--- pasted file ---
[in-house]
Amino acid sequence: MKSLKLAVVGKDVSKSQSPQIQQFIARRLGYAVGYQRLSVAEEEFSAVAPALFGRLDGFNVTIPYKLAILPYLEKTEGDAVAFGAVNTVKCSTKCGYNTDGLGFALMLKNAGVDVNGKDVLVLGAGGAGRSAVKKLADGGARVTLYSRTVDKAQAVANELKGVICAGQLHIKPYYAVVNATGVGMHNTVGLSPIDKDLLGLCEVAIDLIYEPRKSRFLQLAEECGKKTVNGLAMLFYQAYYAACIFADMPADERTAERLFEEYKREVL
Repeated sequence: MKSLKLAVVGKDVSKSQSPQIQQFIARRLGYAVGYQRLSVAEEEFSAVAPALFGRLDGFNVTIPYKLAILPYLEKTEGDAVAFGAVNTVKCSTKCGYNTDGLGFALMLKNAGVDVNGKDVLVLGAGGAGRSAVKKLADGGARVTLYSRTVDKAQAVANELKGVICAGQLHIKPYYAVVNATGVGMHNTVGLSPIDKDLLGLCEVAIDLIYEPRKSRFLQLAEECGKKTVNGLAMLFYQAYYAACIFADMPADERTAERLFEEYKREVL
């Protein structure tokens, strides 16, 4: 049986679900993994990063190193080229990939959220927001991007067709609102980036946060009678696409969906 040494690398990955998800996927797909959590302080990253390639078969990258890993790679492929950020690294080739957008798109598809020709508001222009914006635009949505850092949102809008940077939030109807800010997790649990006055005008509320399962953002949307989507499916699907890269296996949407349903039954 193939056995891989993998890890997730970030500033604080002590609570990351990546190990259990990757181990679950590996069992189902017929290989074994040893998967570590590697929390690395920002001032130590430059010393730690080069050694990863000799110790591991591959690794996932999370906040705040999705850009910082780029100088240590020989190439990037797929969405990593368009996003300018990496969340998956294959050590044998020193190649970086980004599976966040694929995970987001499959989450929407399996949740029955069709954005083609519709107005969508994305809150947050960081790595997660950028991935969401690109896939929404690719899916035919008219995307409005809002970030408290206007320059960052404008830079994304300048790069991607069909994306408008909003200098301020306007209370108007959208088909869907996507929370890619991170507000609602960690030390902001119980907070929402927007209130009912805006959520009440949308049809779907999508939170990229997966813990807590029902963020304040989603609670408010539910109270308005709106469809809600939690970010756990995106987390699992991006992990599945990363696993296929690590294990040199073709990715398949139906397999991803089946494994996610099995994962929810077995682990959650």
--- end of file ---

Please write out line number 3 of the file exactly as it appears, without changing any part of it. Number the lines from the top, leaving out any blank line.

Repeated sequence: MKSLKLAVVGKDVSKSQSPQIQQFIARRLGYAVGYQRLSVAEEEFSAVAPALFGRLDGFNVTIPYKLAILPYLEKTEGDAVAFGAVNTVKCSTKCGYNTDGLGFALMLKNAGVDVNGKDVLVLGAGGAGRSAVKKLADGGARVTLYSRTVDKAQAVANELKGVICAGQLHIKPYYAVVNATGVGMHNTVGLSPIDKDLLGLCEVAIDLIYEPRKSRFLQLAEECGKKTVNGLAMLFYQAYYAACIFADMPADERTAERLFEEYKREVL